Psychotherapists know well it’s not that easy. One of the many challenges in couple’s therapy is that both halves of the couple want “validation” that each partner experiences the other’s emotional state, and sees value in the experience. The problem is, that means taking an excursion into the head of the other person. Women are often fine with that — welcome it. Guys often don’t want their deepest feelings valued — much less experienced — by anybody. If knowledge is power, what could be more powerful than knowing somebody’s innermost feelings?

For women hungry for the emotional growth of their partners as measured by communication of feelings, it could be an uphill journey, pushing against the great big boulder of biology. When the other signs are good — reliability, kindness, attentiveness and the rest — it might mean coming to terms with the fact the love is there, it’s just expressed in ways that will be clouded by the mysteries of the male gender.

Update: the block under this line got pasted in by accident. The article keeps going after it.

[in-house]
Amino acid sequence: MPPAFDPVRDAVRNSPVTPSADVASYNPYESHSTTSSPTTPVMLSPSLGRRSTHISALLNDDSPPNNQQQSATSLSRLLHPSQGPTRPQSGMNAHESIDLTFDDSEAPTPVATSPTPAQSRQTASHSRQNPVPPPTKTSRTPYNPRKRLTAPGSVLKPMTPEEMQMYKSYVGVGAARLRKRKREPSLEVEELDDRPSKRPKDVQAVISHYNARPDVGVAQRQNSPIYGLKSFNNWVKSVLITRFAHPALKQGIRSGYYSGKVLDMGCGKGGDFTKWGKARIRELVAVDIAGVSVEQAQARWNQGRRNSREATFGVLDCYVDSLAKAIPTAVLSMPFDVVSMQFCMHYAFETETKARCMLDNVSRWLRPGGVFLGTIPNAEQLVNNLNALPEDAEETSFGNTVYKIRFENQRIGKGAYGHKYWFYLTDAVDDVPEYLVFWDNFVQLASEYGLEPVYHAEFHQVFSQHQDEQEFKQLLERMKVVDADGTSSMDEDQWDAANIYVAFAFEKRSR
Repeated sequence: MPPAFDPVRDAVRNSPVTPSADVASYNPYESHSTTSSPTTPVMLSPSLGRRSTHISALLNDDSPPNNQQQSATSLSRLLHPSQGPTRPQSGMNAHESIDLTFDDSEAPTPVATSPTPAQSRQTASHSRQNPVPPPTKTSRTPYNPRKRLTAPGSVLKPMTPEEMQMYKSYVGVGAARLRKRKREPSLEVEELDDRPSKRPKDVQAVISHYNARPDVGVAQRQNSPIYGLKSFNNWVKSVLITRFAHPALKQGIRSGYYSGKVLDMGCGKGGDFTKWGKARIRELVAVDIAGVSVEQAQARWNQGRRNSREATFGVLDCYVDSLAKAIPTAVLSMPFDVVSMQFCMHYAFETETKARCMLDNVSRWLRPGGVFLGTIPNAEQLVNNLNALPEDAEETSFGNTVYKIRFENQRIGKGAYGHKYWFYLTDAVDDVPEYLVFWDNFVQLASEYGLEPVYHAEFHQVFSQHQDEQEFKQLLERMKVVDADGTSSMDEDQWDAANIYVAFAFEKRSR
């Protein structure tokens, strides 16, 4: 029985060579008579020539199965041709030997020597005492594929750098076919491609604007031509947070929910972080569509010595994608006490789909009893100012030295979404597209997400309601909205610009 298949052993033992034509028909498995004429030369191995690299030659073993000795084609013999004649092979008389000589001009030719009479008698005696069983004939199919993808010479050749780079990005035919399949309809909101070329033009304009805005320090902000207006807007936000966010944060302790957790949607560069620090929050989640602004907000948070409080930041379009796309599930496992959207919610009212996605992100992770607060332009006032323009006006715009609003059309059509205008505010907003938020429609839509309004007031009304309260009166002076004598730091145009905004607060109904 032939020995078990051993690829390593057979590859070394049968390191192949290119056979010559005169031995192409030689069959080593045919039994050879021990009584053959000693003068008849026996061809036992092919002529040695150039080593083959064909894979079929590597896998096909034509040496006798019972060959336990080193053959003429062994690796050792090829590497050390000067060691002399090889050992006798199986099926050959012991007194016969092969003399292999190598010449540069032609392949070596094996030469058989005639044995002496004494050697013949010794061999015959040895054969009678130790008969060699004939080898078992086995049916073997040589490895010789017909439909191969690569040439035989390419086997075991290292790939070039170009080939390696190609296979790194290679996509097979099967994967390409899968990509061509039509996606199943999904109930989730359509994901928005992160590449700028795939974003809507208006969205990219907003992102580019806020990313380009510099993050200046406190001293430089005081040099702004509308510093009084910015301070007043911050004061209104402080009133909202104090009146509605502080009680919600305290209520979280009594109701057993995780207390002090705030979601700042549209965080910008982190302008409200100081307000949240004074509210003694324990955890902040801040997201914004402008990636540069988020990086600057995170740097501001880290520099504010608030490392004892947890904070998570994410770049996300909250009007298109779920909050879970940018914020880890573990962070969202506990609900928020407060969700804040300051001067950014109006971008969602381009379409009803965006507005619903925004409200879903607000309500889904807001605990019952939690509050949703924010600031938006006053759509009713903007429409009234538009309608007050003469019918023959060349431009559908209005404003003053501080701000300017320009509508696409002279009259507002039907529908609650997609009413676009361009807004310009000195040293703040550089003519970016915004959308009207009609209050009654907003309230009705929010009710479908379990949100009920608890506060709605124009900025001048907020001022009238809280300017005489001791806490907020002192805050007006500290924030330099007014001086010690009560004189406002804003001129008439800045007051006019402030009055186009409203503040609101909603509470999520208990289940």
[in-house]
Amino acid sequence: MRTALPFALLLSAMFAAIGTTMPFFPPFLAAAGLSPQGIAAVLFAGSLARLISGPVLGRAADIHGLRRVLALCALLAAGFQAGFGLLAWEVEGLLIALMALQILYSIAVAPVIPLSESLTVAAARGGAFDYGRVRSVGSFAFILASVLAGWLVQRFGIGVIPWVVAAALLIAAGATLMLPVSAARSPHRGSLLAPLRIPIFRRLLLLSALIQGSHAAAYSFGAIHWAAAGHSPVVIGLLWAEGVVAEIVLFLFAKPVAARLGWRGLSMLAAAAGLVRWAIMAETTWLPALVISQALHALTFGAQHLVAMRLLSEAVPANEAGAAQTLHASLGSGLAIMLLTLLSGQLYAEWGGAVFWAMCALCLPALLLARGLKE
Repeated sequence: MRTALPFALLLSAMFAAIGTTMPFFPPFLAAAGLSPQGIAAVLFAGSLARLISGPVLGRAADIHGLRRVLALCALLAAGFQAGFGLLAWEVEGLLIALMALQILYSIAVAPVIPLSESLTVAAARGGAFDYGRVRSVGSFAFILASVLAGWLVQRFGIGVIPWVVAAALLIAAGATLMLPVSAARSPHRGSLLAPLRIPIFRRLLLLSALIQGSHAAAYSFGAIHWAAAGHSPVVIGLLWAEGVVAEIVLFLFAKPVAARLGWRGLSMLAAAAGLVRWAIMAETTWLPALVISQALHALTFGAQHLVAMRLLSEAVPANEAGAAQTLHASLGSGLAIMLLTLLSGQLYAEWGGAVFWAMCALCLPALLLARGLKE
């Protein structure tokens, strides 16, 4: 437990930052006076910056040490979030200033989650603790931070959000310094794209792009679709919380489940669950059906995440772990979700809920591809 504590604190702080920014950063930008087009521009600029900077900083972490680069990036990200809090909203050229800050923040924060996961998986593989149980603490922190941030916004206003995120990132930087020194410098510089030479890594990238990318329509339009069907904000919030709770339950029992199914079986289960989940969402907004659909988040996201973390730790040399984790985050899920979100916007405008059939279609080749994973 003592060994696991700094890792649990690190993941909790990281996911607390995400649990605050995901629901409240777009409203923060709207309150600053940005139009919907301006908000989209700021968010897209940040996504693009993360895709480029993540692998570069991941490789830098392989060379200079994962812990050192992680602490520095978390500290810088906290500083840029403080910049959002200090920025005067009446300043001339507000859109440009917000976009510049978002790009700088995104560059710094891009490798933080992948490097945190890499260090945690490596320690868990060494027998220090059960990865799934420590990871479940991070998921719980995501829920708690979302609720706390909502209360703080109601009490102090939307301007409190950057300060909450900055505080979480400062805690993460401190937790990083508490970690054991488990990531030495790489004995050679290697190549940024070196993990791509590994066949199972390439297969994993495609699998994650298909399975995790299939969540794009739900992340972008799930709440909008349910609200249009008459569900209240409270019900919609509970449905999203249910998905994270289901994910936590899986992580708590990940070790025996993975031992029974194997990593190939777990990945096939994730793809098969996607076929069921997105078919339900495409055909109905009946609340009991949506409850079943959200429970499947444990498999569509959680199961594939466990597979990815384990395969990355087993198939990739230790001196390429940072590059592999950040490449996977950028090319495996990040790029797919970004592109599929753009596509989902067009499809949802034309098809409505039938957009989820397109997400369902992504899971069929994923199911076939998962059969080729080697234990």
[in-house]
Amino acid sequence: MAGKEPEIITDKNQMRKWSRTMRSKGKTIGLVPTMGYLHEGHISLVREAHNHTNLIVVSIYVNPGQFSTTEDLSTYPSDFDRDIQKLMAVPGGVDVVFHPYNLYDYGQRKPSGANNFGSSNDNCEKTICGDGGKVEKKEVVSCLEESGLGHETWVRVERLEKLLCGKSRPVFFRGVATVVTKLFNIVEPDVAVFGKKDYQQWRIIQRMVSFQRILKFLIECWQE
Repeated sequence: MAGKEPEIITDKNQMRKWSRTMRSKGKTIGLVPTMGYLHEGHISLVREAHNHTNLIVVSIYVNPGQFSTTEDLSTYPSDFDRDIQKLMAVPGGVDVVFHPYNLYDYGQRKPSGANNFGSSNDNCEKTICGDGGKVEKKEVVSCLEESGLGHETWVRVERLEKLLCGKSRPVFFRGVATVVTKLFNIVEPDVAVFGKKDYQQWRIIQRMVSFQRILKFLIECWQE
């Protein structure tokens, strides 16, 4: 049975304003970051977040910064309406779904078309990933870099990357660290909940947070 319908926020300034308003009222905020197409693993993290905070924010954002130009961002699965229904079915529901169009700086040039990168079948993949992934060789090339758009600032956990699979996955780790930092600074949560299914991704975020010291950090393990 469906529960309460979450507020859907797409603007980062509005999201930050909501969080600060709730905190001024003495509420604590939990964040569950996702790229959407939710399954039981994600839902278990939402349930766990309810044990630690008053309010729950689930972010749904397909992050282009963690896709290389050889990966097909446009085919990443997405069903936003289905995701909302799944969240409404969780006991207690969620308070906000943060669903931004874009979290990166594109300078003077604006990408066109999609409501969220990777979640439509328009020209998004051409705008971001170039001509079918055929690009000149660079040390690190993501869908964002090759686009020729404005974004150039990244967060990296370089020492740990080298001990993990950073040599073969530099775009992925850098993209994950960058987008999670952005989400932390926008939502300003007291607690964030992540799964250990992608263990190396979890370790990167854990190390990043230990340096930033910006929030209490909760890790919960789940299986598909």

Image via Shutterstock

  • Alle Connell

    While this brings up a lot of good points and references some interesting research, I don’t think that differences in emotional expression (ie: “How we love”) can 100% be explained by evolutionary biology. Yes, men and women are different. We have different bodies, and one can imagine that our brains are different, too. But the way that we’re raised and the way that society shapes us are also really important, especially since it’s society, not evolution, that defines “love” and how it’s expressed at any point in time.

    Women are raised to talk about our feelings and hash through our problems right away. Dudes, not so much. Talking about their feelings is framed as bad or unmanly, while keeping a stiff upper lip is desirable. So okay, let’s say that male babies do cry more. When do their parents start saying “Shh, come on tough guy. Big boys don’t cry,” and when does the kid start believing it?